The Environmental Protection Agency has a long history of failing to act to protect Americans from the toxic fluorinated chemicals known as PFAS, which are linked to an increased risk of cancer and other diseases.
In 1998, EPA officials were first notified by 3M that PFAS were toxic. In 2001 the agency received internal company studies documenting PFAS’ health risks, and two years later received more animal studies.
But under pressure from industry, in 2006, EPA said the agency was “not aware of any studies specifically relating current levels of [the PFAS chemical] PFOA exposure to human health effects.” The EPA made the ludicrous claim, even though in 2005 the agency had fined DuPont for failing to report PFOA’s health effects, and in 2006, EPA’s own Science Advisory Board found that PFOA was a likely human carcinogen.
Not until 2009 did the EPA issue its first PFAS Action Plan and establish a non-enforceable provisional health advisory for PFOA and its close chemical cousin PFOS – more than a decade after 3M shared studies showing PFAS chemicals were toxic. Because they build up in our bodies and don't break down in the environment, they're called "forever chemicals."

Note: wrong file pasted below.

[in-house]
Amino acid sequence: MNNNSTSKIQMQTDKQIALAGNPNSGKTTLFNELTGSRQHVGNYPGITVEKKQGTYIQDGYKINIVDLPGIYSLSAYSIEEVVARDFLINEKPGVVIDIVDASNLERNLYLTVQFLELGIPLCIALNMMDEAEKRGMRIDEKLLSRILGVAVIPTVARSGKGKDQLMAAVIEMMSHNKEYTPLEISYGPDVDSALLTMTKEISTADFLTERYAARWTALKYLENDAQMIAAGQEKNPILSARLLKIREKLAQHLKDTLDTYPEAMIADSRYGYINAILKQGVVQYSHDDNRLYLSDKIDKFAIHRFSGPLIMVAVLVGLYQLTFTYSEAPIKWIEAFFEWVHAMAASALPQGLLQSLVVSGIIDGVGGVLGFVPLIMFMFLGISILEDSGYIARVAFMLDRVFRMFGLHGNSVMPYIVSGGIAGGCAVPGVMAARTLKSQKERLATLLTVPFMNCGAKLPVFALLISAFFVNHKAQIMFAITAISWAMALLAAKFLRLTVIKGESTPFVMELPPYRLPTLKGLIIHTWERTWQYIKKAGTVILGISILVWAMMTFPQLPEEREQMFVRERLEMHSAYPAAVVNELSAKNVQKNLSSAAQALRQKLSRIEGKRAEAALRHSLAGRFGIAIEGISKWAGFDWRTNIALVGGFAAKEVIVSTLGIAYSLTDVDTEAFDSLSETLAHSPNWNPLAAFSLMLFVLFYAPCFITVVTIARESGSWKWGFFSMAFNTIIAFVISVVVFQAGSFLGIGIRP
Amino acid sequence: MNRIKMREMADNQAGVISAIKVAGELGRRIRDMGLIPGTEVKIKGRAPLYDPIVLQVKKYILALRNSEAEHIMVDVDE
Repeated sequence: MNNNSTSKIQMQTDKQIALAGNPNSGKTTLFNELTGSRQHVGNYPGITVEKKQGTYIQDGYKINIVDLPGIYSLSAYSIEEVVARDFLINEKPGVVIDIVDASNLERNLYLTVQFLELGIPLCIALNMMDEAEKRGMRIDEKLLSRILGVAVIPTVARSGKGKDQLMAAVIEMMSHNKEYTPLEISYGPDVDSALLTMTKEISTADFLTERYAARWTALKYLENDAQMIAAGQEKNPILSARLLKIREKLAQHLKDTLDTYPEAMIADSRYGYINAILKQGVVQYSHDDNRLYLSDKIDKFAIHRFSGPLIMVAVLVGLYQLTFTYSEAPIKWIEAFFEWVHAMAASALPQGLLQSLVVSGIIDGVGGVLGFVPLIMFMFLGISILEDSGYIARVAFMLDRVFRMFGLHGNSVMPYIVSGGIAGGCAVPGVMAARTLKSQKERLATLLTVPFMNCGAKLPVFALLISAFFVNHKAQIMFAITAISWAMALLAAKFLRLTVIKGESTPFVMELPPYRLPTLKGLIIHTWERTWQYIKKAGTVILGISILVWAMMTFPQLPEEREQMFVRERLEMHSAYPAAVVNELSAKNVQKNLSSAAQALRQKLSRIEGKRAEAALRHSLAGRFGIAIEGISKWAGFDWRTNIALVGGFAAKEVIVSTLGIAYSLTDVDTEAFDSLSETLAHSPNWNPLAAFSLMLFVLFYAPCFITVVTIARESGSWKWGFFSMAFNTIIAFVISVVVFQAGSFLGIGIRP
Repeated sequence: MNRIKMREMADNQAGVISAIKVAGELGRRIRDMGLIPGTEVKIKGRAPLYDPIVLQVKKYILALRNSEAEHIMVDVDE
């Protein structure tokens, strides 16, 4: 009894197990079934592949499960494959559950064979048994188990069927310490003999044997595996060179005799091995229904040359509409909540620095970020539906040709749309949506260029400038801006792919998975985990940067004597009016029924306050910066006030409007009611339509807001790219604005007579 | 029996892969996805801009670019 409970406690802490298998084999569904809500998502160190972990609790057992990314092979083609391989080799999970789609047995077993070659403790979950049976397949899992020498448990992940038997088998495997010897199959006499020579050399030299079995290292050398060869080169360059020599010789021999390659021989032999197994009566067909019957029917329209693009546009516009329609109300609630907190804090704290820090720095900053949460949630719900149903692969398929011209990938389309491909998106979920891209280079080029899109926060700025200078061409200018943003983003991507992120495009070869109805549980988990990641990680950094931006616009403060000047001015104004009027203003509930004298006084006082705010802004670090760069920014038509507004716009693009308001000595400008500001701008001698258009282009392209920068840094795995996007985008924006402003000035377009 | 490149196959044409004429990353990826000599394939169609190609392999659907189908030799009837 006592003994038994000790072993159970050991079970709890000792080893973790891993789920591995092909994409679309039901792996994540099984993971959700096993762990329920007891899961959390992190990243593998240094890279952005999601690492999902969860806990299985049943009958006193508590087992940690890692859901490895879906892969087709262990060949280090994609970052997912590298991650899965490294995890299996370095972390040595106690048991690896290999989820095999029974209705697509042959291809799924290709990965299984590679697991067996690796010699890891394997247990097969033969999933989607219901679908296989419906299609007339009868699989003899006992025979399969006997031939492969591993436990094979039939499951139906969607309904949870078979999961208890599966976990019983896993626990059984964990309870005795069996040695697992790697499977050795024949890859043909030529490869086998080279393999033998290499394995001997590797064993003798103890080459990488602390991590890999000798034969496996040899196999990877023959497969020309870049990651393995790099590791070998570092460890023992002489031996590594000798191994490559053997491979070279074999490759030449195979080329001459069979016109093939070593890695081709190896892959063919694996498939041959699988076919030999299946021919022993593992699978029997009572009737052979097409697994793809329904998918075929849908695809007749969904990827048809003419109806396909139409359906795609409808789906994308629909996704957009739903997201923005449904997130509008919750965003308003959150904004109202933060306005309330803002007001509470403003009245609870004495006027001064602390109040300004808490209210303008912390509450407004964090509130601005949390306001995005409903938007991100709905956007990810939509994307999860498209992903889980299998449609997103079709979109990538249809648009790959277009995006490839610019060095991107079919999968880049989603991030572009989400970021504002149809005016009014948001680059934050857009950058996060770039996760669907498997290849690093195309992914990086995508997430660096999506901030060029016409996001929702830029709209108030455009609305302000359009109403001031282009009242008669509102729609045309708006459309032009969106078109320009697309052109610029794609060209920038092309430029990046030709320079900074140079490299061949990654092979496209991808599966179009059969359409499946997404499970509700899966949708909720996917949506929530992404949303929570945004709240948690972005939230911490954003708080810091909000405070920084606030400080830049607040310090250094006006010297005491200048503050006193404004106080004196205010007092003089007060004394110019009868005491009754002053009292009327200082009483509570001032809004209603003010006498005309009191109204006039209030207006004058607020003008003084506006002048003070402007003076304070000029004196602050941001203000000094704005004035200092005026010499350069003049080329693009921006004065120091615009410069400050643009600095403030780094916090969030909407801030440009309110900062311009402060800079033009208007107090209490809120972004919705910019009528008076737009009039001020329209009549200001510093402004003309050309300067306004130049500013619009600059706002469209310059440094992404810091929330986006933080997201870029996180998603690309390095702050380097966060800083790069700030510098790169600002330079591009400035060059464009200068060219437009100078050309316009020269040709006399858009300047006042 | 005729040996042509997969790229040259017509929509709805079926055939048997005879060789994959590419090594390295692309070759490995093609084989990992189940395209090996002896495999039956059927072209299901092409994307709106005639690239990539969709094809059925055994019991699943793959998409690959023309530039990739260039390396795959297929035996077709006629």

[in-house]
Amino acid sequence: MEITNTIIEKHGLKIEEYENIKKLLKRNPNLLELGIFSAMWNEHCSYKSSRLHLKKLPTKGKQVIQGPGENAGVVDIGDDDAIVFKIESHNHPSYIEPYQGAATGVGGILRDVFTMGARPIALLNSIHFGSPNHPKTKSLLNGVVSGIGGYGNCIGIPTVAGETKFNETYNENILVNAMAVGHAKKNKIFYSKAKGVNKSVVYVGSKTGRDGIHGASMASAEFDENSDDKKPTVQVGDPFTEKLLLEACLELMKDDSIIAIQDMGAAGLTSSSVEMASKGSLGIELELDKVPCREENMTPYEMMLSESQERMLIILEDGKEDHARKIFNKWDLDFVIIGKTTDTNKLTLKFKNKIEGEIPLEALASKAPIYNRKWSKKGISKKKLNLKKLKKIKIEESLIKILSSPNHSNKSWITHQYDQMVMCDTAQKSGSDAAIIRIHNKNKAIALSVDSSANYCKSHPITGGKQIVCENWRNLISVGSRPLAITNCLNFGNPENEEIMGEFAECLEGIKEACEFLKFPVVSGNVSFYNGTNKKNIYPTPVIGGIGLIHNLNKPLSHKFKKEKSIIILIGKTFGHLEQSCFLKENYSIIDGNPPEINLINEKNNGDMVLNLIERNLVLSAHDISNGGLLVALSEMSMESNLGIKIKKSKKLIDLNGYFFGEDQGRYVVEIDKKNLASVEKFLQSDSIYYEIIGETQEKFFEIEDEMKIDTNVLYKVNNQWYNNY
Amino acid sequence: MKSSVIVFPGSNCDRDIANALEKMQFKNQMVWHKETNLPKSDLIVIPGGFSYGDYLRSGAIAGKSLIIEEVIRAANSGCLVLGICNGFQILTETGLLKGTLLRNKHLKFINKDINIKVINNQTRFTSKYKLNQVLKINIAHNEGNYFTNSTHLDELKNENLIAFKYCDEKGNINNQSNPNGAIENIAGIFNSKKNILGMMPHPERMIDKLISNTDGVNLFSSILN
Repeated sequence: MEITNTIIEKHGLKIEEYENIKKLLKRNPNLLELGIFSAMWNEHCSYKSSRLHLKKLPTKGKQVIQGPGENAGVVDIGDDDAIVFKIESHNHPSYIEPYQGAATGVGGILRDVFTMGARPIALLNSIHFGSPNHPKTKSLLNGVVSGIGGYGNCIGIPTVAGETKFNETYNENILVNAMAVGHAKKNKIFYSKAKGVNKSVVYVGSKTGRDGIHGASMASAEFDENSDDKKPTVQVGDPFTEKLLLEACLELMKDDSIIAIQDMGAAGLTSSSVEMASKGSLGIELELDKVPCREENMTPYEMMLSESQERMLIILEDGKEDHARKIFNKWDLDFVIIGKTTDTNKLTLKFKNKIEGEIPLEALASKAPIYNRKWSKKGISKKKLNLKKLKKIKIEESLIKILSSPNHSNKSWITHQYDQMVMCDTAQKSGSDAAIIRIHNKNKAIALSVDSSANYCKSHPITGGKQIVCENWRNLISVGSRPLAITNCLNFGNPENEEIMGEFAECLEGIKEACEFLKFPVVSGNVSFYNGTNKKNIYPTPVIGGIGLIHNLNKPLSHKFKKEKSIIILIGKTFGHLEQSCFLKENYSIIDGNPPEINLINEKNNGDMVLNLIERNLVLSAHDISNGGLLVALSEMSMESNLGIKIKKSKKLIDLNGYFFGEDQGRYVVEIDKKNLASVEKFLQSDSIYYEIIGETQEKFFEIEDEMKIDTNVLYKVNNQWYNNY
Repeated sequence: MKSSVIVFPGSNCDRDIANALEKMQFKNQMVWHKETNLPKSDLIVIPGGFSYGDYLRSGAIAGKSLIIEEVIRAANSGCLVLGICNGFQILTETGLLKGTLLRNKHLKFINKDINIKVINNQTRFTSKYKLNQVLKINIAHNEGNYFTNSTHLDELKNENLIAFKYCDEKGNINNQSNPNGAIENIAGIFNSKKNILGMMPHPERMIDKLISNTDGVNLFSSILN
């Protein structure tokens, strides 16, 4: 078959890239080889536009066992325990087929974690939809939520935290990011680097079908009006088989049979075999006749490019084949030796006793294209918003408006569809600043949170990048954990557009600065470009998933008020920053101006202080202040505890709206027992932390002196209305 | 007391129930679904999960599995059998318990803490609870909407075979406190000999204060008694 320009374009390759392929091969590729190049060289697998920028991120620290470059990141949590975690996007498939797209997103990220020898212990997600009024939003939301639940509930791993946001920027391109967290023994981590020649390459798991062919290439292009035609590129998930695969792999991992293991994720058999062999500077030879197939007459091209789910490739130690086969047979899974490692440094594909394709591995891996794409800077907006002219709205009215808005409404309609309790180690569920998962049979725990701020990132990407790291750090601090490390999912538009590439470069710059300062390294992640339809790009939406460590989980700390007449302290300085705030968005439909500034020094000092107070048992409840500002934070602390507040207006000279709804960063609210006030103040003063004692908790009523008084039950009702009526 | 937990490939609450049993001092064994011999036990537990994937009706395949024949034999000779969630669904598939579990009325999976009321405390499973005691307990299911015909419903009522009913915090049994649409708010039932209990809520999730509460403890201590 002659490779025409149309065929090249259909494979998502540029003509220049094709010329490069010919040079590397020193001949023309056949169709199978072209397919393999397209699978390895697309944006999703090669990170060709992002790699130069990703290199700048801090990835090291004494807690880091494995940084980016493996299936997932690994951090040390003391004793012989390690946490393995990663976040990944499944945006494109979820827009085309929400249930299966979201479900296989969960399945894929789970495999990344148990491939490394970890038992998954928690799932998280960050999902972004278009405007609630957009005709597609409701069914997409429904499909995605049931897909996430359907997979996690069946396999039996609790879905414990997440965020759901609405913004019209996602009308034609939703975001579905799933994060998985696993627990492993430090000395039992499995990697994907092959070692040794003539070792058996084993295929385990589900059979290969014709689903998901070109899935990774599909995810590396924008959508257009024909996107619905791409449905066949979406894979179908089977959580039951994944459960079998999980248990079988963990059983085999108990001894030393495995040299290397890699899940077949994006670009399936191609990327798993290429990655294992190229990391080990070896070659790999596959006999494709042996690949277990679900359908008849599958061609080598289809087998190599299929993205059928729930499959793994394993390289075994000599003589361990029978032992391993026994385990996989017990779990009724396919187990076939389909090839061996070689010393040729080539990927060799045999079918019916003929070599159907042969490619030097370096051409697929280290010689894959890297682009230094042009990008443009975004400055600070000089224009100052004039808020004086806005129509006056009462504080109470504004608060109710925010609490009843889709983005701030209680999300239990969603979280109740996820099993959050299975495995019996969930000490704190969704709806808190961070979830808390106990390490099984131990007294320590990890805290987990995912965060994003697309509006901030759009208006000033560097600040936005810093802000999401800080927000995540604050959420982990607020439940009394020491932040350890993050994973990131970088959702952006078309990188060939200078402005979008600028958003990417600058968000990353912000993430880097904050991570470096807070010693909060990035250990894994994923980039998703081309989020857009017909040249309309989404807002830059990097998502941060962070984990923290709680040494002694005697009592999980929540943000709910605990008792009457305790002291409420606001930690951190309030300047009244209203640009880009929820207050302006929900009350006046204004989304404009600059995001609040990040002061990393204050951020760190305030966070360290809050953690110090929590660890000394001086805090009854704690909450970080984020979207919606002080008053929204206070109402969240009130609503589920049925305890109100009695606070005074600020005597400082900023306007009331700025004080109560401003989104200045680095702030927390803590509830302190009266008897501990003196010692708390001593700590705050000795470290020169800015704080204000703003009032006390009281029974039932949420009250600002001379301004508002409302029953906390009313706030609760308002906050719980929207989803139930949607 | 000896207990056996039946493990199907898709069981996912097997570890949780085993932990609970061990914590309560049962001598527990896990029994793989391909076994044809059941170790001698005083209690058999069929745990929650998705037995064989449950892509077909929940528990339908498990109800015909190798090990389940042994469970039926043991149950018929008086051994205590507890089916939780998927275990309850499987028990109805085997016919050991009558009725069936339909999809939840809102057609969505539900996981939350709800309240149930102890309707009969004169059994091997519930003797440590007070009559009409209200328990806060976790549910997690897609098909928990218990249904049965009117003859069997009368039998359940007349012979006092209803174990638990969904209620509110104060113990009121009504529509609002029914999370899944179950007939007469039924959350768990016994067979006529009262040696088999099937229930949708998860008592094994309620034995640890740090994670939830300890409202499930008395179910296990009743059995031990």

A second PFAS Action Plan, issued in 2019 – more than two decades after EPA was first alerted to the risks – contains many of the same recommendations and includes no deadlines for EPA action.
Ironically, this week the EPA issued a statement touting the agency’s “aggressive” efforts to address PFAS pollution – just hours before the White House threatened to veto House legislation that would set deadlines for EPA action on PFAS.
Proposals to finally treat PFOA and PFOS, the two most notorious PFAS chemicals, as hazardous and to set a drinking water standard for these chemicals have so far been blocked by the Trump White House.
Enough is enough.
It’s time for Congress to set meaningful deadlines for the EPA. H.R 535, the PFAS Action Act, will immediately designate PFOA and PFOS as hazardous substances, which will kickstart the clean-up process at contaminated sites.
H.R. 535 will also set a two-year deadline for EPA to set a drinking water standard, and will set deadlines for EPA to finally restrict PFAS releases into the air and water.
Congress should vote to finally end EPA’s long history of inaction on this still-growing public health threat.